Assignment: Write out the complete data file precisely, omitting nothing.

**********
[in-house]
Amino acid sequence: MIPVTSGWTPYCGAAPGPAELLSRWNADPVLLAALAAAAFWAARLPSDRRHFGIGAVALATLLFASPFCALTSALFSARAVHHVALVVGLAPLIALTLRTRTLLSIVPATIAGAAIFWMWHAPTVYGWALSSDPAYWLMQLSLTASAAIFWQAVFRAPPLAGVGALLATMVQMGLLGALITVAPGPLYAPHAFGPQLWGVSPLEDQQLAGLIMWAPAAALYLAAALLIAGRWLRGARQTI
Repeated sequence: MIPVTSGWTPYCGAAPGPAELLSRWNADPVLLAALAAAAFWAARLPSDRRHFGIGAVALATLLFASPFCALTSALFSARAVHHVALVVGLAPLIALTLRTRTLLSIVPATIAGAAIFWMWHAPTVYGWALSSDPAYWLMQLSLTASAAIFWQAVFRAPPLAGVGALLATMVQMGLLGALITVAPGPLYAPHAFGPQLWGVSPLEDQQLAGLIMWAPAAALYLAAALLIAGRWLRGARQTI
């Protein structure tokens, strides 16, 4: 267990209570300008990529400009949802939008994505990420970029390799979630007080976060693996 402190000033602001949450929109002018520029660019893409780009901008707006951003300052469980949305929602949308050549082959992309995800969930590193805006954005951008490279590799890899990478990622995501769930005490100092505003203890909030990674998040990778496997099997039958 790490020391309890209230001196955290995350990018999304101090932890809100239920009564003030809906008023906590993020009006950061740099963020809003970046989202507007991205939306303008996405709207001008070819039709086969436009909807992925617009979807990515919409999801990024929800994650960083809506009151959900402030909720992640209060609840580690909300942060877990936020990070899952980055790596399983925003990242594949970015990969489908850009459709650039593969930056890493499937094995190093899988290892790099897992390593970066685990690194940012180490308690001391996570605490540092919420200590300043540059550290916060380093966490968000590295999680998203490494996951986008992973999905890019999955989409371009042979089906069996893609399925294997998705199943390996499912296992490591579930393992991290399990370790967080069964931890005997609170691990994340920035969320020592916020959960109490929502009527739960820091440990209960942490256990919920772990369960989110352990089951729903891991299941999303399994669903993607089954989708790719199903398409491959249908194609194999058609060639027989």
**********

[in-house]
Amino acid sequence: MIPVTSGWTPYCGAAPGPAELLSRWNADPVLLAALAAAAFWAARLPSDRRHFGIGAVALATLLFASPFCALTSALFSARAVHHVALVVGLAPLIALTLRTRTLLSIVPATIAGAAIFWMWHAPTVYGWALSSDPAYWLMQLSLTASAAIFWQAVFRAPPLAGVGALLATMVQMGLLGALITVAPGPLYAPHAFGPQLWGVSPLEDQQLAGLIMWAPAAALYLAAALLIAGRWLRGARQTI
Repeated sequence: MIPVTSGWTPYCGAAPGPAELLSRWNADPVLLAALAAAAFWAARLPSDRRHFGIGAVALATLLFASPFCALTSALFSARAVHHVALVVGLAPLIALTLRTRTLLSIVPATIAGAAIFWMWHAPTVYGWALSSDPAYWLMQLSLTASAAIFWQAVFRAPPLAGVGALLATMVQMGLLGALITVAPGPLYAPHAFGPQLWGVSPLEDQQLAGLIMWAPAAALYLAAALLIAGRWLRGARQTI
């Protein structure tokens, strides 16, 4: 267990209570300008990529400009949802939008994505990420970029390799979630007080976060693996 402190000033602001949450929109002018520029660019893409780009901008707006951003300052469980949305929602949308050549082959992309995800969930590193805006954005951008490279590799890899990478990622995501769930005490100092505003203890909030990674998040990778496997099997039958 790490020391309890209230001196955290995350990018999304101090932890809100239920009564003030809906008023906590993020009006950061740099963020809003970046989202507007991205939306303008996405709207001008070819039709086969436009909807992925617009979807990515919409999801990024929800994650960083809506009151959900402030909720992640209060609840580690909300942060877990936020990070899952980055790596399983925003990242594949970015990969489908850009459709650039593969930056890493499937094995190093899988290892790099897992390593970066685990690194940012180490308690001391996570605490540092919420200590300043540059550290916060380093966490968000590295999680998203490494996951986008992973999905890019999955989409371009042979089906069996893609399925294997998705199943390996499912296992490591579930393992991290399990370790967080069964931890005997609170691990994340920035969320020592916020959960109490929502009527739960820091440990209960942490256990919920772990369960989110352990089951729903891991299941999303399994669903993607089954989708790719199903398409491959249908194609194999058609060639027989």